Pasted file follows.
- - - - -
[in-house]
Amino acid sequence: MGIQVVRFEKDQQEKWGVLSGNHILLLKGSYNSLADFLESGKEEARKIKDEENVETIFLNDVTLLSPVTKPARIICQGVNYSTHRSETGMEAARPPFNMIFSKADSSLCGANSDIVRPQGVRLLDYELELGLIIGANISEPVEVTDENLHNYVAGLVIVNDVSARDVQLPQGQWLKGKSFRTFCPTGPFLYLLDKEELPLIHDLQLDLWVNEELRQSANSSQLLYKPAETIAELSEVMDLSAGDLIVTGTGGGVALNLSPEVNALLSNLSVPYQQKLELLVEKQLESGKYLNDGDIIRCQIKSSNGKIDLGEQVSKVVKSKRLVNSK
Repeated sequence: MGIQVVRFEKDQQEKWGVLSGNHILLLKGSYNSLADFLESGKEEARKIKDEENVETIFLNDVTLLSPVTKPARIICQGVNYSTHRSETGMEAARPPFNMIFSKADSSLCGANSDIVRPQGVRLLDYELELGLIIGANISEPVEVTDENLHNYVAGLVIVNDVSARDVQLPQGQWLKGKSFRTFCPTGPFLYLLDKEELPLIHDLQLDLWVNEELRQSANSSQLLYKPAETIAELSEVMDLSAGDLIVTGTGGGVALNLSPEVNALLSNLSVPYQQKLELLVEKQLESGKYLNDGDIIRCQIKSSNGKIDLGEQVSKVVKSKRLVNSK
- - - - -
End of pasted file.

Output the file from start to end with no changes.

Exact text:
[in-house]
Amino acid sequence: MGIQVVRFEKDQQEKWGVLSGNHILLLKGSYNSLADFLESGKEEARKIKDEENVETIFLNDVTLLSPVTKPARIICQGVNYSTHRSETGMEAARPPFNMIFSKADSSLCGANSDIVRPQGVRLLDYELELGLIIGANISEPVEVTDENLHNYVAGLVIVNDVSARDVQLPQGQWLKGKSFRTFCPTGPFLYLLDKEELPLIHDLQLDLWVNEELRQSANSSQLLYKPAETIAELSEVMDLSAGDLIVTGTGGGVALNLSPEVNALLSNLSVPYQQKLELLVEKQLESGKYLNDGDIIRCQIKSSNGKIDLGEQVSKVVKSKRLVNSK
Repeated sequence: MGIQVVRFEKDQQEKWGVLSGNHILLLKGSYNSLADFLESGKEEARKIKDEENVETIFLNDVTLLSPVTKPARIICQGVNYSTHRSETGMEAARPPFNMIFSKADSSLCGANSDIVRPQGVRLLDYELELGLIIGANISEPVEVTDENLHNYVAGLVIVNDVSARDVQLPQGQWLKGKSFRTFCPTGPFLYLLDKEELPLIHDLQLDLWVNEELRQSANSSQLLYKPAETIAELSEVMDLSAGDLIVTGTGGGVALNLSPEVNALLSNLSVPYQQKLELLVEKQLESGKYLNDGDIIRCQIKSSNGKIDLGEQVSKVVKSKRLVNSK